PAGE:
Friday, December 5, 2014

Yuletide Joy

by Thomas Hardy
Christmas Eve, and twelve of the clock.
"Now they are all on their knees,"
An elder said as we sat in a flock
By the embers in hearthside ease.
We pictured the meek mild creatures where
They dwelt in their strawy pen,
Nor did it occur to one of us there
To doubt they were kneeling then.
So fair a fancy few would weave
In these years! Yet, I feel,
If someone said on Christmas Eve,
"Come; see the oxen kneel!
"In the lonely barton by yonder coomb
Our childhood used to know."
I should go with him in the gloom,
Hoping it might be so.
The trees are all bare not a leaf to be seen
And the meadows their beauty have lost.
Now winter has come and 'tis cold for man and beast,
And the streams they are,
And the streams they are all fast bound down with frost. 
'Twas down in the farmyard where the oxen feed on straw,
They send forth their breath like steam.
Sweet Betsy the milkmaid now quickly she must go,
For flakes of ice she finds,
For flakes of ice she finds a-floating on her cream.
'Tis now all the small birds to the barn-door fly for food
And gently they rest on the spray.
A-down the plantation the hares do search for food,
And lift their footsteps sure,
Lift their footsteps sure for fear they do betray.
Now Christmas is come and our song is almost done
For we soon shall have the turn of the year.
So fill up your glasses and let your health go round,
For I wish you all,
For I wish you all a joyful New Year.
The king sent his lady on the first Yule day,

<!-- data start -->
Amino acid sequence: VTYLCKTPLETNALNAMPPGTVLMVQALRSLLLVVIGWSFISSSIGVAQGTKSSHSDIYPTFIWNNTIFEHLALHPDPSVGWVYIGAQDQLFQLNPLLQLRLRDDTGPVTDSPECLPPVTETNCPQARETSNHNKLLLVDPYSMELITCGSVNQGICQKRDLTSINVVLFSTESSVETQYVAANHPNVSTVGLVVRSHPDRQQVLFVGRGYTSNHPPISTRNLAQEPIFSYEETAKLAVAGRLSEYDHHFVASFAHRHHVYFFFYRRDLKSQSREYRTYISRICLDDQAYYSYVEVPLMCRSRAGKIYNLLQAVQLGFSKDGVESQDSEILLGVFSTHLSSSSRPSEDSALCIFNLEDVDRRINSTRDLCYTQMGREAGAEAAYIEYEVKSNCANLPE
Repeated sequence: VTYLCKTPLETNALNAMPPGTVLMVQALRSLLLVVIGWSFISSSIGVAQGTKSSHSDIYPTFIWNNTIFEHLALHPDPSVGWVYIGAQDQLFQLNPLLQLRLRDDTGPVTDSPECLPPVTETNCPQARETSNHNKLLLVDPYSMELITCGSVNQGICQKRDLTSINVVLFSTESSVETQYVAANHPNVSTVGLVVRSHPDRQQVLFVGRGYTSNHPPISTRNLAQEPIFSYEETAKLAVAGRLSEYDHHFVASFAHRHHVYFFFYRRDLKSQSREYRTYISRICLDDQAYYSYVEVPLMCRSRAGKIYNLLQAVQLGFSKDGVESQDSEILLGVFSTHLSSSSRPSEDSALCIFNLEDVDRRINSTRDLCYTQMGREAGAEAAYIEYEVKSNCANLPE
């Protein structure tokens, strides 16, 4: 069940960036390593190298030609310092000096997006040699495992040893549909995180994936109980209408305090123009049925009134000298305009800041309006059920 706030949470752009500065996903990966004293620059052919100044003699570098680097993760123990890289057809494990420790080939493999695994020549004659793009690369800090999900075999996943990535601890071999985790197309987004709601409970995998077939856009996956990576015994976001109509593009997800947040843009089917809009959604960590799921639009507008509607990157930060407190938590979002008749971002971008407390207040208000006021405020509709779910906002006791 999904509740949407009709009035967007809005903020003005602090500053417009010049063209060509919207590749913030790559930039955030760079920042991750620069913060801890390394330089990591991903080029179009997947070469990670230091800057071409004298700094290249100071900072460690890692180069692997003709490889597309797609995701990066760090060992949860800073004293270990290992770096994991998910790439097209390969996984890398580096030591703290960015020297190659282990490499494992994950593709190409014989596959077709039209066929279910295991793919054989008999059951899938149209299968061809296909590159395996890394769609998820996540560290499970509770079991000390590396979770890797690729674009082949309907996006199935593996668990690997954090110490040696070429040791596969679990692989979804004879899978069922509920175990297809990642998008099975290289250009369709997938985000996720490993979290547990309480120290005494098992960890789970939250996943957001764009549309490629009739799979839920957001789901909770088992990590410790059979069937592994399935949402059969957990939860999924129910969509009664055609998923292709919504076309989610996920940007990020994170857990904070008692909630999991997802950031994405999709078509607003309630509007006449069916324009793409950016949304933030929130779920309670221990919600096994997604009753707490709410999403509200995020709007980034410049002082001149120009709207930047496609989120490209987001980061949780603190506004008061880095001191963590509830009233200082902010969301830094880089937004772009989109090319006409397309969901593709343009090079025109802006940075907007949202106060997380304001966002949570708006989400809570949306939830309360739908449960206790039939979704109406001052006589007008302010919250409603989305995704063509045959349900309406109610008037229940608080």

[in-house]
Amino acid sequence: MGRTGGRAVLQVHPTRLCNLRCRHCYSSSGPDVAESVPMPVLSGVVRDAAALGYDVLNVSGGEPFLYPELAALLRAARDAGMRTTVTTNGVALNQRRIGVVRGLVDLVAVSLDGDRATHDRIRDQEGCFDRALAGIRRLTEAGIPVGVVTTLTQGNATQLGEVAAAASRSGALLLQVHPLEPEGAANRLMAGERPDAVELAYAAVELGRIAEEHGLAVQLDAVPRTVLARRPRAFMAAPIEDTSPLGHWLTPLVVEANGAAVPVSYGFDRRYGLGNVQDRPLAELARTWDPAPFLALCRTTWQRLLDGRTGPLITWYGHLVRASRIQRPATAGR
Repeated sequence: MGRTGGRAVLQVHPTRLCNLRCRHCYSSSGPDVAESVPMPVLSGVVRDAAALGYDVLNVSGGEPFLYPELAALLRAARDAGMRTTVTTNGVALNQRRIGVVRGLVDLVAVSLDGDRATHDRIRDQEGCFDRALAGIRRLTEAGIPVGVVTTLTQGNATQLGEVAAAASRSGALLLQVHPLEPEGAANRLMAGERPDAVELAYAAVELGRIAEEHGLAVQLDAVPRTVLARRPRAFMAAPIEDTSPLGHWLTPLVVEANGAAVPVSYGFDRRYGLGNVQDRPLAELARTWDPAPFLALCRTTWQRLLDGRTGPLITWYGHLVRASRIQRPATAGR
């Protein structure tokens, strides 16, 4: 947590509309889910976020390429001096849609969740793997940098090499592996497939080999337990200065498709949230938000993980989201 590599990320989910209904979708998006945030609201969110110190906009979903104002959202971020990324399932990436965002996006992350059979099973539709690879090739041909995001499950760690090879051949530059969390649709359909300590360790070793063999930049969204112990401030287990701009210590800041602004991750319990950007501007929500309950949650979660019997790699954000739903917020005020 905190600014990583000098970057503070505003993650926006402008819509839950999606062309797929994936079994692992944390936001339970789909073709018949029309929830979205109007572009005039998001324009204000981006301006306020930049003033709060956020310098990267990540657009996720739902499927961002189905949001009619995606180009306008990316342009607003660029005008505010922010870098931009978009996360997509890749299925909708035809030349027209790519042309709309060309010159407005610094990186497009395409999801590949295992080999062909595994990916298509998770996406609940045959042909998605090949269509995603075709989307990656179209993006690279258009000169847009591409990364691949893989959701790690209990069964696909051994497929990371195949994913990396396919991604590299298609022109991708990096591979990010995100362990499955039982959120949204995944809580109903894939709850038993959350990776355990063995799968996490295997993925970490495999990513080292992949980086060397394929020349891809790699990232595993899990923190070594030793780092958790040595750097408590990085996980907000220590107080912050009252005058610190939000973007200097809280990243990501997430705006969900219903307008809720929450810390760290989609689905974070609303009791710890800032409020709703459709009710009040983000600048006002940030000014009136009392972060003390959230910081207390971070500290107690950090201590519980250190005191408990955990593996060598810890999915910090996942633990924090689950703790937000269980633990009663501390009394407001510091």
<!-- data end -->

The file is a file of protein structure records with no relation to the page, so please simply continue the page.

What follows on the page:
A papingo-aye;
Wha learns my carol and carries it away!
The king sent his lady on the second Yule day,
Three partridges, a papingo-aye;
Wha learns my carol and carries it away!
The king sent his lady on the third Yule day,
Three plovers, three partridges, a papingo-aye;
Wha learns my carol and carries it away!
The king sent his lady on the fourth Yule day,
A goose that was gray,
Three plovers, three partridges, a papingo-aye;
Wha learns my carol and carries it away!
The king sent his lady on the fifth Yule day,
Three starlings, a goose that was gray,
Three plovers, three partridges, and a papingo-aye;
Wha learns my carol and carries it away!
A king sent his lady on the sixth Yule day,
Three goldspinks, three starlings, a goose that was gray,
Three plovers, three partridges, and a papingo-aye;
Wha learns my carol and carries it away!
A king sent his lady on the seventh Yule day,
A bull that was brown, three goldspinks, three starlings,
A goose that was gray,
Three plovers, three partridges, and a papingo-aye;
Wha learns my carol and carries it away!
The king sent his lady on the eighth Yule day,
Three ducks a-merry laying, a bull that was brown --
                                                                      [the rest to follow as before]